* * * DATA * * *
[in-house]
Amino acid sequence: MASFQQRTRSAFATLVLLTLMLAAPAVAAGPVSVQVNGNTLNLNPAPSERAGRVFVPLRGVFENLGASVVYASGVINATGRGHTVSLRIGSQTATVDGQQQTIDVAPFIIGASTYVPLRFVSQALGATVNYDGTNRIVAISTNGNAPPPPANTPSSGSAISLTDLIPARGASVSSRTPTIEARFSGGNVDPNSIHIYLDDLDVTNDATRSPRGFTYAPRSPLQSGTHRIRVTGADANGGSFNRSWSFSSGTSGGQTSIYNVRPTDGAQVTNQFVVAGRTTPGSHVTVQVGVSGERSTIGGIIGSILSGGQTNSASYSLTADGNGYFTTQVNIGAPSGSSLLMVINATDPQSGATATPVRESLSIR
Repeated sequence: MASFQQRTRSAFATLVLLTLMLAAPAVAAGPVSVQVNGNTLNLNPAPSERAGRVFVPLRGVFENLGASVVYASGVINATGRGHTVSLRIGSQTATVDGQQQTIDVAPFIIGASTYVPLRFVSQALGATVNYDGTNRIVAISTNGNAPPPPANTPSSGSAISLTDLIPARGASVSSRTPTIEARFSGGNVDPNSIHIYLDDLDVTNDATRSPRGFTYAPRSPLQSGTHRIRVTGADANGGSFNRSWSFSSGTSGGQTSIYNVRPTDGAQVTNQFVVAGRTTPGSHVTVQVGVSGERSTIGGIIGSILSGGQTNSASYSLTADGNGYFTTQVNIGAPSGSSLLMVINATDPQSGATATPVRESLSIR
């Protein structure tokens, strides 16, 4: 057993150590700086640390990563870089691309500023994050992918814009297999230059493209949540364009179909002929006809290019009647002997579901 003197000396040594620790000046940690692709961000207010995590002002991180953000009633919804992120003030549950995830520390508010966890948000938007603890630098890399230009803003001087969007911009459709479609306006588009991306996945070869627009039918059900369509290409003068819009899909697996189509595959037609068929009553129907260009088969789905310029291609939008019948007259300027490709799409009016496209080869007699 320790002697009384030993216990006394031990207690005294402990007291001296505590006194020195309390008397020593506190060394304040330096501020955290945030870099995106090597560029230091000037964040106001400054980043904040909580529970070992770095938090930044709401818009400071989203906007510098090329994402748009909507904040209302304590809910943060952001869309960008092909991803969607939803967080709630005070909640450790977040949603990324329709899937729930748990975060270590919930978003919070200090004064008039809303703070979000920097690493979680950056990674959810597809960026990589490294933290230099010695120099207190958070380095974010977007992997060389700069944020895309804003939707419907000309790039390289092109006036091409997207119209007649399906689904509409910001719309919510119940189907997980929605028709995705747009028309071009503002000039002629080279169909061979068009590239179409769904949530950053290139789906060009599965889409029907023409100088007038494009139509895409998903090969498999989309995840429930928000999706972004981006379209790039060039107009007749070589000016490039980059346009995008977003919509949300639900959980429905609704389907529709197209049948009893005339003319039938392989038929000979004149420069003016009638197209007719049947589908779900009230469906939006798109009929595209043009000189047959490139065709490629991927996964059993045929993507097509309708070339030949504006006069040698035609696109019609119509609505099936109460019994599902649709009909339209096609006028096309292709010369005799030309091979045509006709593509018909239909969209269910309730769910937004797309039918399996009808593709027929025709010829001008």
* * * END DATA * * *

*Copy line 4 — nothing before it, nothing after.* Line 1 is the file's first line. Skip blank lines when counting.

């Protein structure tokens, strides 16, 4: 057993150590700086640390990563870089691309500023994050992918814009297999230059493209949540364009179909002929006809290019009647002997579901 003197000396040594620790000046940690692709961000207010995590002002991180953000009633919804992120003030549950995830520390508010966890948000938007603890630098890399230009803003001087969007911009459709479609306006588009991306996945070869627009039918059900369509290409003068819009899909697996189509595959037609068929009553129907260009088969789905310029291609939008019948007259300027490709799409009016496209080869007699 320790002697009384030993216990006394031990207690005294402990007291001296505590006194020195309390008397020593506190060394304040330096501020955290945030870099995106090597560029230091000037964040106001400054980043904040909580529970070992770095938090930044709401818009400071989203906007510098090329994402748009909507904040209302304590809910943060952001869309960008092909991803969607939803967080709630005070909640450790977040949603990324329709899937729930748990975060270590919930978003919070200090004064008039809303703070979000920097690493979680950056990674959810597809960026990589490294933290230099010695120099207190958070380095974010977007992997060389700069944020895309804003939707419907000309790039390289092109006036091409997207119209007649399906689904509409910001719309919510119940189907997980929605028709995705747009028309071009503002000039002629080279169909061979068009590239179409769904949530950053290139789906060009599965889409029907023409100088007038494009139509895409998903090969498999989309995840429930928000999706972004981006379209790039060039107009007749070589000016490039980059346009995008977003919509949300639900959980429905609704389907529709197209049948009893005339003319039938392989038929000979004149420069003016009638197209007719049947589908779900009230469906939006798109009929595209043009000189047959490139065709490629991927996964059993045929993507097509309708070339030949504006006069040698035609696109019609119509609505099936109460019994599902649709009909339209096609006028096309292709010369005799030309091979045509006709593509018909239909969209269910309730769910937004797309039918399996009808593709027929025709010829001008």